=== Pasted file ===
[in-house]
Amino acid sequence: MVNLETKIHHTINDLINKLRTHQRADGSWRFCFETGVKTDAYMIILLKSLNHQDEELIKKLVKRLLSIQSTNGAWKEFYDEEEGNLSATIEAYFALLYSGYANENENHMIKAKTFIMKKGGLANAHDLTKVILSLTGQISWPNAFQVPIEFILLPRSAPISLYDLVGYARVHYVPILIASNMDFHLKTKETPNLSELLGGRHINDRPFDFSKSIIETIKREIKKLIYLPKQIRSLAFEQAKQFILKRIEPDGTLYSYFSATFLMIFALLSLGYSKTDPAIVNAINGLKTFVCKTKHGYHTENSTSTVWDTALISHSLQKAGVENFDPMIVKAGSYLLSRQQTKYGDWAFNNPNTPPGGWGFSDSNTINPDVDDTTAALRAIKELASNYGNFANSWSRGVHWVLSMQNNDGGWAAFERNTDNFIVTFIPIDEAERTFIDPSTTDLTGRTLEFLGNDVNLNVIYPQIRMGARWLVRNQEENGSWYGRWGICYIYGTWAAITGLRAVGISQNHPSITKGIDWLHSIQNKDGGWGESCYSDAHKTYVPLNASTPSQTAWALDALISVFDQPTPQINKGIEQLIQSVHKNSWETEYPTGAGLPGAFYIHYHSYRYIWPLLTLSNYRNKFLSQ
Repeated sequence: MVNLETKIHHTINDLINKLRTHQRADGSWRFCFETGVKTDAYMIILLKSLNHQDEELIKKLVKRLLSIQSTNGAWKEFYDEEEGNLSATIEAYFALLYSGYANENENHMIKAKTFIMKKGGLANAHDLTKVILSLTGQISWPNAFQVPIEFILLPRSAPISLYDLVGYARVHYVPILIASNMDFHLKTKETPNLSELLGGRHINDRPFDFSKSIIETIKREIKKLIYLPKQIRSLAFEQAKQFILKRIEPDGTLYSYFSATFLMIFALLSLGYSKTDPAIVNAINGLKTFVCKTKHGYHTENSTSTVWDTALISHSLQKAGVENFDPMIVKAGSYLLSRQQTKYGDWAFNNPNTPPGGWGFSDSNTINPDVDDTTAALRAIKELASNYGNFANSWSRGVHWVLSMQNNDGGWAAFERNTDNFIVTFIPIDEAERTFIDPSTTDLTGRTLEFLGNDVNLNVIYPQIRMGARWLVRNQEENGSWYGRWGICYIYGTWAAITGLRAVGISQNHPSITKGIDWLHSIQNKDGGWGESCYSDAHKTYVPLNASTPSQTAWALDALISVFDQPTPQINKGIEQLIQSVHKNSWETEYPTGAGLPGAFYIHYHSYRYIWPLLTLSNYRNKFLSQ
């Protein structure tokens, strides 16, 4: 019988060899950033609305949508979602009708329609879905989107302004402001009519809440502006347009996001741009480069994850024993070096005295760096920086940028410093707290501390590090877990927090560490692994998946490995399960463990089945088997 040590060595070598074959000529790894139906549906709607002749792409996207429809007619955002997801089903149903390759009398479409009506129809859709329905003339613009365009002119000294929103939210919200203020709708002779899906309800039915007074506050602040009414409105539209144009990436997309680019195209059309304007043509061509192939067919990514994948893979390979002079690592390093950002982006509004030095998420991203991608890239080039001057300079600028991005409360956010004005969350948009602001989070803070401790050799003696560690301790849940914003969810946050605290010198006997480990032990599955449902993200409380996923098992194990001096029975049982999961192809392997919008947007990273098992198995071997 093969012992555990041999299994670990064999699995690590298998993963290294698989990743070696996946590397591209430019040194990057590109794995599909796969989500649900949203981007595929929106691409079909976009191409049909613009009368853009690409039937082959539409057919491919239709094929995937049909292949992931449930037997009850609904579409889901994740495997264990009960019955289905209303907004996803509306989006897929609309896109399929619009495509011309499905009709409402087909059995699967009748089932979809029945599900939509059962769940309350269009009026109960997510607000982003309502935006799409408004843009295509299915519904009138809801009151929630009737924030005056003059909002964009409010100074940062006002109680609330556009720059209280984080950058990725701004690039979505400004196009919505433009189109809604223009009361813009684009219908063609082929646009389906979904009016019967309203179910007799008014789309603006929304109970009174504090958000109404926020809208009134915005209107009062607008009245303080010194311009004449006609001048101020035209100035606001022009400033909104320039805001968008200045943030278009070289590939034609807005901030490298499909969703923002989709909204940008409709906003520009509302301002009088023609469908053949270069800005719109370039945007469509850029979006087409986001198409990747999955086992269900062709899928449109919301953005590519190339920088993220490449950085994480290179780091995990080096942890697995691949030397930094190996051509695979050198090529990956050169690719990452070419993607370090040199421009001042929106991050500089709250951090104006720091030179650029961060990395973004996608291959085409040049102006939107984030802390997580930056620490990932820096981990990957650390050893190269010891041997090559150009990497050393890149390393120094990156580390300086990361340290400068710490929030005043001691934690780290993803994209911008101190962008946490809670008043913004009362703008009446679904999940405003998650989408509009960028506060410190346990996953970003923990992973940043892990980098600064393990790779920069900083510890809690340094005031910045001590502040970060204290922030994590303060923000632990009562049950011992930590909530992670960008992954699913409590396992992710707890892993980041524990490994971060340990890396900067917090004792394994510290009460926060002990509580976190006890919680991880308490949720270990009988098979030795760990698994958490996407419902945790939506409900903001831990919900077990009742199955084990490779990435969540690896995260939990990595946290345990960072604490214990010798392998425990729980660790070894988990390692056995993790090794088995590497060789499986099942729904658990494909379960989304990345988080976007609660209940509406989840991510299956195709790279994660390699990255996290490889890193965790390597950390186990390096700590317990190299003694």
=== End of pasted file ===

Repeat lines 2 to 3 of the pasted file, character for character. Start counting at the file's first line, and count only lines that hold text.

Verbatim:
Amino acid sequence: MVNLETKIHHTINDLINKLRTHQRADGSWRFCFETGVKTDAYMIILLKSLNHQDEELIKKLVKRLLSIQSTNGAWKEFYDEEEGNLSATIEAYFALLYSGYANENENHMIKAKTFIMKKGGLANAHDLTKVILSLTGQISWPNAFQVPIEFILLPRSAPISLYDLVGYARVHYVPILIASNMDFHLKTKETPNLSELLGGRHINDRPFDFSKSIIETIKREIKKLIYLPKQIRSLAFEQAKQFILKRIEPDGTLYSYFSATFLMIFALLSLGYSKTDPAIVNAINGLKTFVCKTKHGYHTENSTSTVWDTALISHSLQKAGVENFDPMIVKAGSYLLSRQQTKYGDWAFNNPNTPPGGWGFSDSNTINPDVDDTTAALRAIKELASNYGNFANSWSRGVHWVLSMQNNDGGWAAFERNTDNFIVTFIPIDEAERTFIDPSTTDLTGRTLEFLGNDVNLNVIYPQIRMGARWLVRNQEENGSWYGRWGICYIYGTWAAITGLRAVGISQNHPSITKGIDWLHSIQNKDGGWGESCYSDAHKTYVPLNASTPSQTAWALDALISVFDQPTPQINKGIEQLIQSVHKNSWETEYPTGAGLPGAFYIHYHSYRYIWPLLTLSNYRNKFLSQ
Repeated sequence: MVNLETKIHHTINDLINKLRTHQRADGSWRFCFETGVKTDAYMIILLKSLNHQDEELIKKLVKRLLSIQSTNGAWKEFYDEEEGNLSATIEAYFALLYSGYANENENHMIKAKTFIMKKGGLANAHDLTKVILSLTGQISWPNAFQVPIEFILLPRSAPISLYDLVGYARVHYVPILIASNMDFHLKTKETPNLSELLGGRHINDRPFDFSKSIIETIKREIKKLIYLPKQIRSLAFEQAKQFILKRIEPDGTLYSYFSATFLMIFALLSLGYSKTDPAIVNAINGLKTFVCKTKHGYHTENSTSTVWDTALISHSLQKAGVENFDPMIVKAGSYLLSRQQTKYGDWAFNNPNTPPGGWGFSDSNTINPDVDDTTAALRAIKELASNYGNFANSWSRGVHWVLSMQNNDGGWAAFERNTDNFIVTFIPIDEAERTFIDPSTTDLTGRTLEFLGNDVNLNVIYPQIRMGARWLVRNQEENGSWYGRWGICYIYGTWAAITGLRAVGISQNHPSITKGIDWLHSIQNKDGGWGESCYSDAHKTYVPLNASTPSQTAWALDALISVFDQPTPQINKGIEQLIQSVHKNSWETEYPTGAGLPGAFYIHYHSYRYIWPLLTLSNYRNKFLSQ